At the heart of the forest, Ylaena summons a being of unnamed kind, but given its aversion to iron and how carefully she negotiates with it, trading one of her eyes for a healthy child, it is almost certainly a fairy—they are notorious for their shrewd bargaining. Then, as she returns, Ylaena disobeys the fairy’s instructions to stay on the path and encounters an even stranger and more powerful entity, coming back to her castle impregnated with two babies instead of one.
Honestly, I have no substantive notes on this prologue. It’s quite good, reminiscent of Neil Gaiman and Susanna Clarke, well-grounded in physical detail as a counterpoint to the moments of uncanniness: a hallway that is also a grove, a boatman only visible from the corner of the eye. This prologue may not be particularly original, but it’s better written than a lot of fantasy fiction reaching for the same effect.
However, like Ylaena herself, Douthat’s book strays from the promising path laid out before it. What sort of twins did Ylaena bear? How do they behave as they grow up? Does the terrifying entity that fathered them return? Instead of capitalizing on his success in stirring his readers’ curiosity about the story he’s begun, Douthat switches to a far less interesting new one.
The first proper chapter of The Falcon’s Children concerns a young princess named Alsbet whose family is enmeshed in the affairs of the medieval-ish Narsil Empire, a map of which decorates Douthat’s Substack post. (Whether Douthat has deliberately named this empire after the broken sword reforged for Aragorn in The Lord of the Rings is not clear.) The tone here resembles not Tolkien but George R.R. Martin’s A Song of Ice and Fire, historical fiction about an imaginary place, pelting the reader with a blizzard of names for more people and places than anyone could hope or desire to keep clear.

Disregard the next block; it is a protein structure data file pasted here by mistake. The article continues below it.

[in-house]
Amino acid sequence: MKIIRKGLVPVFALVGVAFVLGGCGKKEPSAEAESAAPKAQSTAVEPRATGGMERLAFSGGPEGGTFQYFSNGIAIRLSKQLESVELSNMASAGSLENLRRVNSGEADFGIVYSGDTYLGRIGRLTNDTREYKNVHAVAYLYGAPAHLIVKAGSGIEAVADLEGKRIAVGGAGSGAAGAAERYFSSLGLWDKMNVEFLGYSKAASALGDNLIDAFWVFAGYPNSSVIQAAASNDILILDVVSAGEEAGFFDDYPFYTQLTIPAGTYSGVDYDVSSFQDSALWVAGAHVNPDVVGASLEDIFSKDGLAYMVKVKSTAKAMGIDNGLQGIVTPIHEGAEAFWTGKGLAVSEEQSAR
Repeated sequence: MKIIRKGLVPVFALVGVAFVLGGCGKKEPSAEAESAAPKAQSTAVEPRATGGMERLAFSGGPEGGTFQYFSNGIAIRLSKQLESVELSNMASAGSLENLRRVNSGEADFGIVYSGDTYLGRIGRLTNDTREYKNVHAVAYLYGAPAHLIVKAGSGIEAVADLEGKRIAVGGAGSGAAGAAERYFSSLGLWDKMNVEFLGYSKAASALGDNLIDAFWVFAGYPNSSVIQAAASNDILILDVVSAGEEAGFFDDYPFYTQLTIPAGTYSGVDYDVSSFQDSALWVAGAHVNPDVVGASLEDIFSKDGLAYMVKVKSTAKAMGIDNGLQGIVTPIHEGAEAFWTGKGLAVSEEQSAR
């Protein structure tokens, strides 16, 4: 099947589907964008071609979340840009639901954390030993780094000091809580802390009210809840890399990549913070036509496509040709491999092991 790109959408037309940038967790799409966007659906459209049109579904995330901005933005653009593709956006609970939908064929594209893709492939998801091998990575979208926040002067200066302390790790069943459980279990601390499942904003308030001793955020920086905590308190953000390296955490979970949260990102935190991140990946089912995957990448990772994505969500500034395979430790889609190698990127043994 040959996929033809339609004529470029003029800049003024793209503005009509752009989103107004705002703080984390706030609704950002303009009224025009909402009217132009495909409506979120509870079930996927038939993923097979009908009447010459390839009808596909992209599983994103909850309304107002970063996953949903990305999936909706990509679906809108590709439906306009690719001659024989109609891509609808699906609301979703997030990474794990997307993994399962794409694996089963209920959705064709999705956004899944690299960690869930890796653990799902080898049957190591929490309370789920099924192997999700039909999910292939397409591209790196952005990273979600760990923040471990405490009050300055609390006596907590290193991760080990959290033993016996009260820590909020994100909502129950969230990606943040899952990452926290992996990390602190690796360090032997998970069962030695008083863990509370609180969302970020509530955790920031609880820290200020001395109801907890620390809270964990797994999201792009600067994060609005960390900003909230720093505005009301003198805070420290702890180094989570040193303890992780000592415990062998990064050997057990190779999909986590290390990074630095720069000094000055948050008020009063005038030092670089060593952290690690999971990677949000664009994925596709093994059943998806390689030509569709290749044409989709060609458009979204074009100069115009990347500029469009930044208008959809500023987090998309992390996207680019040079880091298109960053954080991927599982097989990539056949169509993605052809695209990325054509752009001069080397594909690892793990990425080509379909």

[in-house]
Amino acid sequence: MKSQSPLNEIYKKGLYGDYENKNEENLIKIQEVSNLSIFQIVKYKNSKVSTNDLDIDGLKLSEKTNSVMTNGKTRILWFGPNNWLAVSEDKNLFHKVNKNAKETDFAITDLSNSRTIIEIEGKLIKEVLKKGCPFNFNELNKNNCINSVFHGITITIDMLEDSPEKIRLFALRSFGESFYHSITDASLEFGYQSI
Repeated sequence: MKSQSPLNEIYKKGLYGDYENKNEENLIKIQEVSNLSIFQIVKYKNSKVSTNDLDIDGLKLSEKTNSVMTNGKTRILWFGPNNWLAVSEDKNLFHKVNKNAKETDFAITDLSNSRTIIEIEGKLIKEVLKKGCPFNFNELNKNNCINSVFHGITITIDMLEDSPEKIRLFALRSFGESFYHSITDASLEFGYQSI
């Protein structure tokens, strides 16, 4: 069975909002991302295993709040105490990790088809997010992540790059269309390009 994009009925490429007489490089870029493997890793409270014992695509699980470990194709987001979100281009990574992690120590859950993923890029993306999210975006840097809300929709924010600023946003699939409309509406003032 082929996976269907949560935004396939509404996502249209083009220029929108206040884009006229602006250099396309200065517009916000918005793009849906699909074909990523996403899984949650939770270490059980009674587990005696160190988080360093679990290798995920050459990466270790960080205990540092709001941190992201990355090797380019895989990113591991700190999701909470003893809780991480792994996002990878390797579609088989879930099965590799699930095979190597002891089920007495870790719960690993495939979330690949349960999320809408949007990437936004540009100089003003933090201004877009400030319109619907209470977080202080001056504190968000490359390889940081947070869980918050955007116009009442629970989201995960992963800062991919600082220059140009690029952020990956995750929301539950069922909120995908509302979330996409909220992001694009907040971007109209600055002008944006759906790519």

Introducing the reader to a vast imaginary world by exploring it through the eyes of a naïve central character is one of epic fantasy’s most reliable devices. Tolkien used his provincial hobbits to do this, and Martin had the Stark children. Presumably that’s what Douthat intended to do with Alsbet. But instead of having her learn about her world gradually, as the result of conflicts and adventures, he has adult characters lecture her about it—or resorts to summarizing the backstory himself. This first chapter is 30 pages of almost pure info dump, along the lines of “A strip of the vanquished kingdom, up against the eastern edge of the mountains that the Narsils called the Northwest Chain and the Brethon called the Yrghaem, would pass into the empire’s hands. From Naesen’yr to the mines of Braoghein, the eastern marches of Capaelya were the empire’s now.”